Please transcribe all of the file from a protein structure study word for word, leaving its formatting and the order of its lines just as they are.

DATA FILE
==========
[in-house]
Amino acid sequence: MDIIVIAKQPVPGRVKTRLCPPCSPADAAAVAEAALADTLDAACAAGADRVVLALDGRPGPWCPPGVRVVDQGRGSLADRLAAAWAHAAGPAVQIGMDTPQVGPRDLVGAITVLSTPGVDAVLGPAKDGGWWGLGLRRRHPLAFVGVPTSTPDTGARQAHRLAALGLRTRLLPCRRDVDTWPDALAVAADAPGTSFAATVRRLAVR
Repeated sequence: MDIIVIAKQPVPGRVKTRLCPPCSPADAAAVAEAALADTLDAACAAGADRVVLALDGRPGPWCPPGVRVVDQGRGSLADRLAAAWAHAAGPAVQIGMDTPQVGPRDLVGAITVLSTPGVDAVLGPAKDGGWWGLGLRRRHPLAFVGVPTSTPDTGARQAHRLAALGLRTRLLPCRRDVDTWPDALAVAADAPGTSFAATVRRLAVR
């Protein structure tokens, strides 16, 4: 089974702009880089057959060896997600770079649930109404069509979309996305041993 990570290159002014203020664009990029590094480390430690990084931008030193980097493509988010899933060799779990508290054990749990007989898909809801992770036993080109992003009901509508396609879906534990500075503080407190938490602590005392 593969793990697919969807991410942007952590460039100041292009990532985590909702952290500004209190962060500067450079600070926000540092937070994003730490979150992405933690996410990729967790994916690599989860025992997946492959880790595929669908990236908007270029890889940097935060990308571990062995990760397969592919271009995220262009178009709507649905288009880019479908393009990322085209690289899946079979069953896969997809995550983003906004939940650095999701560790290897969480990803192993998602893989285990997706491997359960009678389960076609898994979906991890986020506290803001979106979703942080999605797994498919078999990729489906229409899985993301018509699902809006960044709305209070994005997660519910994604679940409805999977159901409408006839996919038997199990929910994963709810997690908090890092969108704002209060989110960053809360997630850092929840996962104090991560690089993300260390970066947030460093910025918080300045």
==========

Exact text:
[in-house]
Amino acid sequence: MDIIVIAKQPVPGRVKTRLCPPCSPADAAAVAEAALADTLDAACAAGADRVVLALDGRPGPWCPPGVRVVDQGRGSLADRLAAAWAHAAGPAVQIGMDTPQVGPRDLVGAITVLSTPGVDAVLGPAKDGGWWGLGLRRRHPLAFVGVPTSTPDTGARQAHRLAALGLRTRLLPCRRDVDTWPDALAVAADAPGTSFAATVRRLAVR
Repeated sequence: MDIIVIAKQPVPGRVKTRLCPPCSPADAAAVAEAALADTLDAACAAGADRVVLALDGRPGPWCPPGVRVVDQGRGSLADRLAAAWAHAAGPAVQIGMDTPQVGPRDLVGAITVLSTPGVDAVLGPAKDGGWWGLGLRRRHPLAFVGVPTSTPDTGARQAHRLAALGLRTRLLPCRRDVDTWPDALAVAADAPGTSFAATVRRLAVR
């Protein structure tokens, strides 16, 4: 089974702009880089057959060896997600770079649930109404069509979309996305041993 990570290159002014203020664009990029590094480390430690990084931008030193980097493509988010899933060799779990508290054990749990007989898909809801992770036993080109992003009901509508396609879906534990500075503080407190938490602590005392 593969793990697919969807991410942007952590460039100041292009990532985590909702952290500004209190962060500067450079600070926000540092937070994003730490979150992405933690996410990729967790994916690599989860025992997946492959880790595929669908990236908007270029890889940097935060990308571990062995990760397969592919271009995220262009178009709507649905288009880019479908393009990322085209690289899946079979069953896969997809995550983003906004939940650095999701560790290897969480990803192993998602893989285990997706491997359960009678389960076609898994979906991890986020506290803001979106979703942080999605797994498919078999990729489906229409899985993301018509699902809006960044709305209070994005997660519910994604679940409805999977159901409408006839996919038997199990929910994963709810997690908090890092969108704002209060989110960053809360997630850092929840996962104090991560690089993300260390970066947030460093910025918080300045």